Tom Hardy’s next project, The Revenant, to be helmed by Alejandro Gonzalez Inarritu, is briefly mentioned in a Variety interview with Inarritu about his film Birdman. It’s a piece worth reading that I’d recommend to everyone for insights into this brilliantly original director’s way of working and the art of filmmaking in general. The entire article is at Variety, but here are a few excerpts.
On Inarritu’s shooting method for Birdman, “Keaton and the rest of the cast had to adapt to Inarritu’s rigorous shooting style, which required them to perform up to 15 pages of dialogue at a time while hitting precisely choreographed marks.”
Keaton about Inarritu: “The thing about Alejandro is he’s got guts; huge, big, big balls; intelligence; unrivaled passion; and he’s enormously creative,” says Keaton, who also praises his director for not basing his casting decisions on recent box office track record. “He gave me a tremendous opportunity to do the very type of thing that is really what I got into this profession for in the first place,” Keaton adds. “You don’t often get a chance to work with someone who has all those qualities. And he’s nuts! He’s totally fucking nuts! But he’s my kind of nut.”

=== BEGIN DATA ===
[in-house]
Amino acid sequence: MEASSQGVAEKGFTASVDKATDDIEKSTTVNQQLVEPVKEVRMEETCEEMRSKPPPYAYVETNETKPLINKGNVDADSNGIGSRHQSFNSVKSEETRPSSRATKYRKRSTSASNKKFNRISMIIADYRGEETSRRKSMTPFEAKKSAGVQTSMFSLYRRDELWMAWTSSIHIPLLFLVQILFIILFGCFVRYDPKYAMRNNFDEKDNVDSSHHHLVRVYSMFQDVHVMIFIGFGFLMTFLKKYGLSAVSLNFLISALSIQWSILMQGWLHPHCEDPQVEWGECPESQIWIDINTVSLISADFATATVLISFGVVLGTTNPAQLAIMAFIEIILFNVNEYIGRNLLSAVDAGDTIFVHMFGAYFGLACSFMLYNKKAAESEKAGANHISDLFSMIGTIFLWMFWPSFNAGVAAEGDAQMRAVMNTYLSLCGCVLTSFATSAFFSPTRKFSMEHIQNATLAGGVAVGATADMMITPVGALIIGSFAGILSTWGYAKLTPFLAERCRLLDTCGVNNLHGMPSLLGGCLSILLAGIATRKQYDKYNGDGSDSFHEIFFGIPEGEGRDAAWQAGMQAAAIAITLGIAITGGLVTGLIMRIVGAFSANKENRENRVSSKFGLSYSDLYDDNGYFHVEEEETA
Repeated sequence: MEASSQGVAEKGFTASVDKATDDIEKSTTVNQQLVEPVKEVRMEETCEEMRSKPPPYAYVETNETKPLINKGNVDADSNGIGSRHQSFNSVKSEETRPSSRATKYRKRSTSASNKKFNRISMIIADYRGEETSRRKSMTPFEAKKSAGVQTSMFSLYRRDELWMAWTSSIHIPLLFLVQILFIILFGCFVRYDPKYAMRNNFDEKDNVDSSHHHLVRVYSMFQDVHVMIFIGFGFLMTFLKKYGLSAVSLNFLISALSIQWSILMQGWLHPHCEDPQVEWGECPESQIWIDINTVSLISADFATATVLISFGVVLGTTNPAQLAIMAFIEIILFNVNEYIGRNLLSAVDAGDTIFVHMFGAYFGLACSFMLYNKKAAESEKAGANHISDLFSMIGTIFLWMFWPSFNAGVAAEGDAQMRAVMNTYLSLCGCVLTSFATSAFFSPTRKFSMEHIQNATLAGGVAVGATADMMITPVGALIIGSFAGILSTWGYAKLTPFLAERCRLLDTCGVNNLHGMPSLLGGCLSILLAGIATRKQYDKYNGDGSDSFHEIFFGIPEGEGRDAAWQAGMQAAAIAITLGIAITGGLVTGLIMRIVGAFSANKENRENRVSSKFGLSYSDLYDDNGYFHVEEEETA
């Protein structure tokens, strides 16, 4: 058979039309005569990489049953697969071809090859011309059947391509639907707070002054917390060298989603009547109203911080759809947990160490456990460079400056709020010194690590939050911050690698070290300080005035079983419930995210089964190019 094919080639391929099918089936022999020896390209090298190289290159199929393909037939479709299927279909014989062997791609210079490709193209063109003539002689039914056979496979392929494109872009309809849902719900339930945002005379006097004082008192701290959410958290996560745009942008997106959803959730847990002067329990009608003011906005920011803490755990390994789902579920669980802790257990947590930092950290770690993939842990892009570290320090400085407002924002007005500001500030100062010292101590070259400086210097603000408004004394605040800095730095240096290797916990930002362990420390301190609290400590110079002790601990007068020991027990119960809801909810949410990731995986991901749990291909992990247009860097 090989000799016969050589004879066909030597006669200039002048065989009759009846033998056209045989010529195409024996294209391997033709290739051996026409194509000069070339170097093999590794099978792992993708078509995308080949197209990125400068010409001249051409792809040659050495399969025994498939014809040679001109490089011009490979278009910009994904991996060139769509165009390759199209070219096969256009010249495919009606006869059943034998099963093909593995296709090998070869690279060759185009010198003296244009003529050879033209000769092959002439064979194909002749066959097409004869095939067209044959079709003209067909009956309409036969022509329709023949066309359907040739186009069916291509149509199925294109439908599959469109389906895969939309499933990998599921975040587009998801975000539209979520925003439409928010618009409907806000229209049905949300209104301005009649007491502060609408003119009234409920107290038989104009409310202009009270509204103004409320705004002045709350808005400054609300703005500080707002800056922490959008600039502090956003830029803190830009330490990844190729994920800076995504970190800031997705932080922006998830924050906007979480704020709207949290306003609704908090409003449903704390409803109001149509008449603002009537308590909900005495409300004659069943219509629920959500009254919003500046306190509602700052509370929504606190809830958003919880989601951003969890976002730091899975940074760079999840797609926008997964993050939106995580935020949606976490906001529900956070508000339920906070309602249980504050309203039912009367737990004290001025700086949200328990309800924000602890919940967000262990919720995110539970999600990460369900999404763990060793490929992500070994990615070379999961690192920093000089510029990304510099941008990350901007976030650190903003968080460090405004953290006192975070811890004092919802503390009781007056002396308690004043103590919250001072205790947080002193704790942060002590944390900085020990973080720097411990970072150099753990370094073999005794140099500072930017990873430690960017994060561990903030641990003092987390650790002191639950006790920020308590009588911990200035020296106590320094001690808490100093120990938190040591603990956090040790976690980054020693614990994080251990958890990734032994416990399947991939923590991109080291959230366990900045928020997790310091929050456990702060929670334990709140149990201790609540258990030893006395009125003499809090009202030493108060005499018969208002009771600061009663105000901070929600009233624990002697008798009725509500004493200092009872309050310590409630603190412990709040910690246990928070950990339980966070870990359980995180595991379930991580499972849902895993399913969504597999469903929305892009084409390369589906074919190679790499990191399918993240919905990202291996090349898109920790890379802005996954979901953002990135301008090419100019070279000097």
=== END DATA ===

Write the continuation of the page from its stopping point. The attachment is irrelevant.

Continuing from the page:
Inarritu on actors (sounds like he’s describing T. Hardy to a T): “Actors are exposed in a way that nobody else can understand,” he says. “They are subject to the likes and dislikes of people their entire life, no matter how successful they are. At the same time, in order to be liked, you have to not be yourself. So it’s a very complicated human exercise — an alchemy that I have never understood. Three minutes before, you’re talking to them and making jokes. Then it’s ‘Lights! Camera! Action!’ and suddenly they go into a zone, as if you are seeing another person, or someone possessed.”
On The Revenant: “And with his comedy now behind him, he’s eager to move on to his Western, or “pre-Western” as he calls “The Revenant,” the true story of a trapper for the Rocky Mountain Fur Co. left for dead by his colleagues after a near-fatal bear mauling. It will, Inarritu says, be one more venture into the unknown.
“This is another extreme challenge, and I don’t know how I’m going to do it,” he says. “I’m scared of horses, and I don’t know how to shoot them, but that’s what excites me. After 40 years old, if you don’t do some things that really terrify you, I don’t think they’re worth doing. I didn’t know even how to start pre-producing ‘Birdman,’ and it was such a terrifying, beautiful, vital thing that I don’t want to do anything that is not like that. So I am on that journey again.”